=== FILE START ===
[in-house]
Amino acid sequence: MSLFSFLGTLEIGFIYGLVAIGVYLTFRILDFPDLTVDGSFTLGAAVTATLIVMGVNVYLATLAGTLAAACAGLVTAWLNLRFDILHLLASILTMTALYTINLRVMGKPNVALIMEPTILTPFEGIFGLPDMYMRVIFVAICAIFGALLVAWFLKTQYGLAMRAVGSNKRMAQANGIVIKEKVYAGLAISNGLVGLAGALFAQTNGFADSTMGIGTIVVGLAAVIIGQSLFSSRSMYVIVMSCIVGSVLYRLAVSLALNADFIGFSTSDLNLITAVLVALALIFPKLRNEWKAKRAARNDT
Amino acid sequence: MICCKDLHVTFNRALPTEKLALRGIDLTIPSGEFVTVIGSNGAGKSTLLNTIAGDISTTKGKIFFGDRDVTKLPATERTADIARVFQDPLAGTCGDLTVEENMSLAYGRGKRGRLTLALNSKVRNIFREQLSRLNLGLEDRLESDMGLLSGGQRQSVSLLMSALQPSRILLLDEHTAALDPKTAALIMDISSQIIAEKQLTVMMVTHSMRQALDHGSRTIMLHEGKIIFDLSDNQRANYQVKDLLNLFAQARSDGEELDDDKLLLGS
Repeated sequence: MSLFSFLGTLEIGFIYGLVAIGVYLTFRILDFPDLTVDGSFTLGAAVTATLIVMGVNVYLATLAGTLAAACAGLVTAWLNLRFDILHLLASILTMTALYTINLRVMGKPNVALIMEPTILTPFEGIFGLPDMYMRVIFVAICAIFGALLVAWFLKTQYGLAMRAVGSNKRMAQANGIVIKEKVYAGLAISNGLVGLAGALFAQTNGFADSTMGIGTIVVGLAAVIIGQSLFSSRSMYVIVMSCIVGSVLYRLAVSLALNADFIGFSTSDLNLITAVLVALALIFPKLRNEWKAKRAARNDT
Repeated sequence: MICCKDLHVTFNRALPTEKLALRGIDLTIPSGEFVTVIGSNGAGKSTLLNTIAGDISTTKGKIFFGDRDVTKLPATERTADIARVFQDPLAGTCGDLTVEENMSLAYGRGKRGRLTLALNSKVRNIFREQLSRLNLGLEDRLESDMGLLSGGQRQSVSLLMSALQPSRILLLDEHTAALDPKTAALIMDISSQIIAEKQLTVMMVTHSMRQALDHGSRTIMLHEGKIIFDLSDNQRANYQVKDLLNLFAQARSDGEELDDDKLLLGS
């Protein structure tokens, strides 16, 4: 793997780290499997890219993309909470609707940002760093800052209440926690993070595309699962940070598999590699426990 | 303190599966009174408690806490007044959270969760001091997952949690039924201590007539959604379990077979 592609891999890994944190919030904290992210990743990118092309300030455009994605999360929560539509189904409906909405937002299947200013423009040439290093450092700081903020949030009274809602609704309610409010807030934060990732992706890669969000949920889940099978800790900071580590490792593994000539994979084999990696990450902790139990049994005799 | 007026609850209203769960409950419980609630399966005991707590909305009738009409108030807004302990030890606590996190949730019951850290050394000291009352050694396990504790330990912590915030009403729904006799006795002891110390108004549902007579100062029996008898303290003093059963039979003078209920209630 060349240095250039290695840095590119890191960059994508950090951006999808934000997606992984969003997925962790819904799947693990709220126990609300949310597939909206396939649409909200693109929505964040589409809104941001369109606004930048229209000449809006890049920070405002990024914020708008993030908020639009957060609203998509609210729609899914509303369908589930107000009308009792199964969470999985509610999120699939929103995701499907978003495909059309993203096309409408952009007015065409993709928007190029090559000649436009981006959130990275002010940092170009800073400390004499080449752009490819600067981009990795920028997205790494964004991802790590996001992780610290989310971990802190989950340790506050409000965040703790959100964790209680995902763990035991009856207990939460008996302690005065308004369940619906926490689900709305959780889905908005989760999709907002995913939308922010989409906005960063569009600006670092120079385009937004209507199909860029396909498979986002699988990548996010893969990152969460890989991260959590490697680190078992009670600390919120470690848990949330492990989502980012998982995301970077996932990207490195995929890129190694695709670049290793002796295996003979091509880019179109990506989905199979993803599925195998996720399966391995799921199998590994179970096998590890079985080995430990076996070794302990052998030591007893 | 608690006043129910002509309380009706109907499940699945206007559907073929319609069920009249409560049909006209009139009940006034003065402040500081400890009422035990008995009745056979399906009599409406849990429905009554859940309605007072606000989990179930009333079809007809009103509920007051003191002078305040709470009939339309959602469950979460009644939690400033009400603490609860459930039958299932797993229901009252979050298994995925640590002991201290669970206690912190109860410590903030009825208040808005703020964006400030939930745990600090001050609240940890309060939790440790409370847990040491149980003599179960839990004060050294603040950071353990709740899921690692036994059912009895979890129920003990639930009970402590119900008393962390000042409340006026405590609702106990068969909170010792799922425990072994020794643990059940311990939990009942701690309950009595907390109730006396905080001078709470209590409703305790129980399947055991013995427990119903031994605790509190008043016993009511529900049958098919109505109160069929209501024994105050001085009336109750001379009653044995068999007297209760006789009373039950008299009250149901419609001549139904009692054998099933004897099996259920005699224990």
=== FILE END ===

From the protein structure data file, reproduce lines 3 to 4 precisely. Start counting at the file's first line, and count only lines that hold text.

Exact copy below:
Amino acid sequence: MICCKDLHVTFNRALPTEKLALRGIDLTIPSGEFVTVIGSNGAGKSTLLNTIAGDISTTKGKIFFGDRDVTKLPATERTADIARVFQDPLAGTCGDLTVEENMSLAYGRGKRGRLTLALNSKVRNIFREQLSRLNLGLEDRLESDMGLLSGGQRQSVSLLMSALQPSRILLLDEHTAALDPKTAALIMDISSQIIAEKQLTVMMVTHSMRQALDHGSRTIMLHEGKIIFDLSDNQRANYQVKDLLNLFAQARSDGEELDDDKLLLGS
Repeated sequence: MSLFSFLGTLEIGFIYGLVAIGVYLTFRILDFPDLTVDGSFTLGAAVTATLIVMGVNVYLATLAGTLAAACAGLVTAWLNLRFDILHLLASILTMTALYTINLRVMGKPNVALIMEPTILTPFEGIFGLPDMYMRVIFVAICAIFGALLVAWFLKTQYGLAMRAVGSNKRMAQANGIVIKEKVYAGLAISNGLVGLAGALFAQTNGFADSTMGIGTIVVGLAAVIIGQSLFSSRSMYVIVMSCIVGSVLYRLAVSLALNADFIGFSTSDLNLITAVLVALALIFPKLRNEWKAKRAARNDT